First, recognize that you have something important to say! Your audience is there because they are interested in hearing it. Focus your attention away from your own anxieties, and outwardly toward your message and your audience. Your nervousness will dissipate. Follow along for our 9 tips for calming your nerves when public speaking!
1. It’s Good to be Nervous. The butterflies in your stomach and the shaking of your hands and feet are caused by adrenaline—and your body is in fight or flight mode. This nervous energy is good
because it will provide energy to your speech and it will keep it from being boring or flat. The key is to use this energy for good and for it not to take over your speech.
2. Butterflies or queasy stomach. Before your speech spend some time doing positive visualization and deep breathing. Close your eyes and visualize yourself giving the speech, remember how you have practiced it, take several deep breathes and relax your shoulders and neck. Avoid caffeine! This will only add to the adrenaline and make you feel queasier.
3. Quaking voice. Before giving your speech you want to make sure to “warm it up.” You get the quivers out by expending energy. You could sing (something cheerful), traditional choir warm-ups (la, la, la, la) or read aloud (practice giving your speech, read a newspaper out loud). Over-enunciate, go over many vocal ranges.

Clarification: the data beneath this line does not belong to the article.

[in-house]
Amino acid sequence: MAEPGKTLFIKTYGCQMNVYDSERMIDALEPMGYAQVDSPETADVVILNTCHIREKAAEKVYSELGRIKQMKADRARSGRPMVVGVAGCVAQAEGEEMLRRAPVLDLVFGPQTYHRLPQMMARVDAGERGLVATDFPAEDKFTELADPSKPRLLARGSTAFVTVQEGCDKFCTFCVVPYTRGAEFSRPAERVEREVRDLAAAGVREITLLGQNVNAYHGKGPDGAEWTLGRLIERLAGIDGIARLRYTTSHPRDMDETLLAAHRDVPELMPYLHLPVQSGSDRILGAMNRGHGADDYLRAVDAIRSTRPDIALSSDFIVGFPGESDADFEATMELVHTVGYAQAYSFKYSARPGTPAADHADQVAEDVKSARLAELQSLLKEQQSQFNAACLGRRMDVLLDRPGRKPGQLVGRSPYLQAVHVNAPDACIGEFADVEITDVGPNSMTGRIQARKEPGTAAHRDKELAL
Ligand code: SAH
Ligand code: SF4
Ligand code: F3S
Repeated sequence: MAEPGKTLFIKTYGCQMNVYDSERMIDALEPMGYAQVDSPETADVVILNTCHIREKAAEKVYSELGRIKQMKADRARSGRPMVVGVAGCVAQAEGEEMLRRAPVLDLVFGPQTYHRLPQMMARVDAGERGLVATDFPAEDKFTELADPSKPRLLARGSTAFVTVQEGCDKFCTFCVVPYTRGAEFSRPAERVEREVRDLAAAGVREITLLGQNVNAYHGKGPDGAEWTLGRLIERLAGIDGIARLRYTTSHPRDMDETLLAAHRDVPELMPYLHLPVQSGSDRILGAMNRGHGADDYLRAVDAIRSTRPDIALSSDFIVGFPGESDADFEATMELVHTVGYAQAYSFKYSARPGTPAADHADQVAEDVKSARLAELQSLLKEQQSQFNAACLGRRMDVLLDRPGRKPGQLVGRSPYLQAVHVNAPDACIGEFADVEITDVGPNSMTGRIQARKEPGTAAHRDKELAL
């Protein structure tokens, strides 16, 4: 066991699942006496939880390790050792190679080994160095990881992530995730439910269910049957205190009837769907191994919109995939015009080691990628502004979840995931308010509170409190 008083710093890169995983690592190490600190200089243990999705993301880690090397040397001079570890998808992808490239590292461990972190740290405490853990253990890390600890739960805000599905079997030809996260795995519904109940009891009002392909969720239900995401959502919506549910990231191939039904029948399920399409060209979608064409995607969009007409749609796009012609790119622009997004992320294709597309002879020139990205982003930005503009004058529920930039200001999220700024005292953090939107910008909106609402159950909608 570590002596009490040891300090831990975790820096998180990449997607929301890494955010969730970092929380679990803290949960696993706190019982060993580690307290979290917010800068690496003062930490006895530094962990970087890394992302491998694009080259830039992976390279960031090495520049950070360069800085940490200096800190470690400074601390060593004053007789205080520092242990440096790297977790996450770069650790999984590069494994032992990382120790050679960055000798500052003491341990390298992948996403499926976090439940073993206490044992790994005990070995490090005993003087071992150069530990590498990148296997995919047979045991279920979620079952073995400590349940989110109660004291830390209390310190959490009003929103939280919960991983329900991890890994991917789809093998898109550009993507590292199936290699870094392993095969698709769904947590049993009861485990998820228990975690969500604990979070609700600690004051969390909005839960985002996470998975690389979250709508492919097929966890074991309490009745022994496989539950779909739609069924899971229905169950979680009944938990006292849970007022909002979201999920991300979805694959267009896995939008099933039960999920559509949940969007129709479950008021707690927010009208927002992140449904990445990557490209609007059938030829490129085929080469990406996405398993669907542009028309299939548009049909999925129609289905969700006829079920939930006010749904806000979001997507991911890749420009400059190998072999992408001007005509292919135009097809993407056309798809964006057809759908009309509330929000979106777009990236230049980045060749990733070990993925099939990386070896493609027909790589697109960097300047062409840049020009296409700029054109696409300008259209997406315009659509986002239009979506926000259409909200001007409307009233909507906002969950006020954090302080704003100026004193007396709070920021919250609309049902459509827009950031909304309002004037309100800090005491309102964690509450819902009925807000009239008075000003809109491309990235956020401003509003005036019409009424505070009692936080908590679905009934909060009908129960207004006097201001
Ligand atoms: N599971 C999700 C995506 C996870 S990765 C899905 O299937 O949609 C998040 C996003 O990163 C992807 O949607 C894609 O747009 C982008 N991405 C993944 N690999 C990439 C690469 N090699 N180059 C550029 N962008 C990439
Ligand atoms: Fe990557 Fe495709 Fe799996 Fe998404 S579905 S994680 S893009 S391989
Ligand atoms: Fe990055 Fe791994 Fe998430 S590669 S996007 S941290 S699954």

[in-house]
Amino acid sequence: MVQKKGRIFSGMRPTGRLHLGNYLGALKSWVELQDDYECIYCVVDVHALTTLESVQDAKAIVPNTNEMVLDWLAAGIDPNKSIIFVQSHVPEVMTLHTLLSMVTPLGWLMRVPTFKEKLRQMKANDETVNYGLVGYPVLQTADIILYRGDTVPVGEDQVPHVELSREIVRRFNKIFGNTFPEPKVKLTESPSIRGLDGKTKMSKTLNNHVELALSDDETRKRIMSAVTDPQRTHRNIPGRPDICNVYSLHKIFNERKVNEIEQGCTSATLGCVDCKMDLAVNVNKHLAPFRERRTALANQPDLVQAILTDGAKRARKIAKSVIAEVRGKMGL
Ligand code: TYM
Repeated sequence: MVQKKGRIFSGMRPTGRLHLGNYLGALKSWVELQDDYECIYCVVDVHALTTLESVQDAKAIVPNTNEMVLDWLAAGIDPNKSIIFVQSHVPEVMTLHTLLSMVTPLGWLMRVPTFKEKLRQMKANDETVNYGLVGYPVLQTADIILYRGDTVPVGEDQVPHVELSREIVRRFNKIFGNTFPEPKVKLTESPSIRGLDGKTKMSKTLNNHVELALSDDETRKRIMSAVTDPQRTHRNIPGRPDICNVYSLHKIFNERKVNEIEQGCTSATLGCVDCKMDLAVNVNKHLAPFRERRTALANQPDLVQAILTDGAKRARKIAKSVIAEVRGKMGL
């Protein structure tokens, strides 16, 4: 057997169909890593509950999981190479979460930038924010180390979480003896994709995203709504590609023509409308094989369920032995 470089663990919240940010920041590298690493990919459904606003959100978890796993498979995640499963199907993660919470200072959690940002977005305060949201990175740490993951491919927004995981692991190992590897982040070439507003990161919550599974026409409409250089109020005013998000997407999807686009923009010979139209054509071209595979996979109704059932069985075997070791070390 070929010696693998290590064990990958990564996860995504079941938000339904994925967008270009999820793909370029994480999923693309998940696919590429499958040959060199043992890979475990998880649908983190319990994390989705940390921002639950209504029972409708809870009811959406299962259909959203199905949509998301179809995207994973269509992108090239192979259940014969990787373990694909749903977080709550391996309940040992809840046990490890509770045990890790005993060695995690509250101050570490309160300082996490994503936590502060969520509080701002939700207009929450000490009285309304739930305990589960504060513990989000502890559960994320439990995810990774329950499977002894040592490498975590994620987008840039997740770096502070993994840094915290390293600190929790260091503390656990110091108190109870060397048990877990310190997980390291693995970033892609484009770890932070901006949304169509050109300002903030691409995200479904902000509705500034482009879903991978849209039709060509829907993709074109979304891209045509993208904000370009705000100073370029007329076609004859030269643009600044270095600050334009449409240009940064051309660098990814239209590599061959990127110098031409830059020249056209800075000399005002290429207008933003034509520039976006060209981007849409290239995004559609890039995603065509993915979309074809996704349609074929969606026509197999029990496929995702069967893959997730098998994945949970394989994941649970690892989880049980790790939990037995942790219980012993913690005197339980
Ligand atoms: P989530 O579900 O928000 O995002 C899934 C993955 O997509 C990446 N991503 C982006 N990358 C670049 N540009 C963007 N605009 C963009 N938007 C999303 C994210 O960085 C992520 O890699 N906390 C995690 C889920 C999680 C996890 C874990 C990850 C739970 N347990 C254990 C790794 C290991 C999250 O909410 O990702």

4. Shaky hands. Before your speech roll your shoulders forward and back to relax them. Also roll your head from side to side relax your neck. Stretch your arms to relieve tension and expend energy. Finally, right before your speech press your palms either together or on top of a table or desk to expend the energy out of your arms.
5. Trembling feet or legs. While sitting press your feet into the floor as hard as you can. Try walking at a slow and regular pace and breathing deeply.
6. Remember to breathe. While giving your speech remember to pause and breathe. For many people nervousness causes them to speak too quickly. Remember to pause, breathe and give the audience a chance to react to what you are saying.
7. Dry mouth. Keep a water bottle on hand and drink as needed. People will expect this.
8. Um, ah, etc. When you find yourself stumbling, pause, take a deep breath and refocus yourself back on message. Work on eliminating these vocal fillers by substituting therefore, moreover, additionally. These don’t sound like fillers but give you time to think of your next point.
9. PowerPose: Before heading onstage, use your body to calm your mind and tap into feelings of powerfulness. Researcher Amy Cuddy has found that powerful positions, held for two minutes, help increase feelings of confidence. Before heading into the meeting, put your arms up high like you’ve won a race, open up your body with hands on your hips, or stride – yes, stride – up and down the hall to feel powerful!
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